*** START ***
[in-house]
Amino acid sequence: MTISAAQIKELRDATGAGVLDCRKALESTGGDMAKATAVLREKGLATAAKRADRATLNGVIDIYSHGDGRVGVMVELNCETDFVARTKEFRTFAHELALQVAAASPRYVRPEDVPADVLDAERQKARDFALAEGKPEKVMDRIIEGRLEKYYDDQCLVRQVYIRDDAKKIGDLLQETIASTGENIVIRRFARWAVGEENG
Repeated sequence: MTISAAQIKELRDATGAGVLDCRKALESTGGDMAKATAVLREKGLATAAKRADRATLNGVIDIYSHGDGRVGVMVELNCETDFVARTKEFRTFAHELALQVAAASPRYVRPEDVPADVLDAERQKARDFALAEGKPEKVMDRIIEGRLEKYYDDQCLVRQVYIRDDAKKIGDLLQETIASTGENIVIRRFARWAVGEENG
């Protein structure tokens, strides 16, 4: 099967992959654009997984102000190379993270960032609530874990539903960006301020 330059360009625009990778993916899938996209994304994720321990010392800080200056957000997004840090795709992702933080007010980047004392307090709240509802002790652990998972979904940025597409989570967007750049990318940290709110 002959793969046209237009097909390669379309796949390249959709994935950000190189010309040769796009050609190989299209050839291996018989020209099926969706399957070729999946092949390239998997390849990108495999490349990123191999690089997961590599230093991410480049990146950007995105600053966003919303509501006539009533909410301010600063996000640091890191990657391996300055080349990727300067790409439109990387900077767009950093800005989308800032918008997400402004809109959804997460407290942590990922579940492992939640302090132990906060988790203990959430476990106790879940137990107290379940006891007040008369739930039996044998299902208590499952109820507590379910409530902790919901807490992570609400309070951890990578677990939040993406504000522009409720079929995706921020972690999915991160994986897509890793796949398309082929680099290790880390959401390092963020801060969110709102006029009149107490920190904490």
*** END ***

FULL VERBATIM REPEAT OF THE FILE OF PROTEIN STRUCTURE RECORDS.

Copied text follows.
[in-house]
Amino acid sequence: MTISAAQIKELRDATGAGVLDCRKALESTGGDMAKATAVLREKGLATAAKRADRATLNGVIDIYSHGDGRVGVMVELNCETDFVARTKEFRTFAHELALQVAAASPRYVRPEDVPADVLDAERQKARDFALAEGKPEKVMDRIIEGRLEKYYDDQCLVRQVYIRDDAKKIGDLLQETIASTGENIVIRRFARWAVGEENG
Repeated sequence: MTISAAQIKELRDATGAGVLDCRKALESTGGDMAKATAVLREKGLATAAKRADRATLNGVIDIYSHGDGRVGVMVELNCETDFVARTKEFRTFAHELALQVAAASPRYVRPEDVPADVLDAERQKARDFALAEGKPEKVMDRIIEGRLEKYYDDQCLVRQVYIRDDAKKIGDLLQETIASTGENIVIRRFARWAVGEENG
């Protein structure tokens, strides 16, 4: 099967992959654009997984102000190379993270960032609530874990539903960006301020 330059360009625009990778993916899938996209994304994720321990010392800080200056957000997004840090795709992702933080007010980047004392307090709240509802002790652990998972979904940025597409989570967007750049990318940290709110 002959793969046209237009097909390669379309796949390249959709994935950000190189010309040769796009050609190989299209050839291996018989020209099926969706399957070729999946092949390239998997390849990108495999490349990123191999690089997961590599230093991410480049990146950007995105600053966003919303509501006539009533909410301010600063996000640091890191990657391996300055080349990727300067790409439109990387900077767009950093800005989308800032918008997400402004809109959804997460407290942590990922579940492992939640302090132990906060988790203990959430476990106790879940137990107290379940006891007040008369739930039996044998299902208590499952109820507590379910409530902790919901807490992570609400309070951890990578677990939040993406504000522009409720079929995706921020972690999915991160994986897509890793796949398309082929680099290790880390959401390092963020801060969110709102006029009149107490920190904490």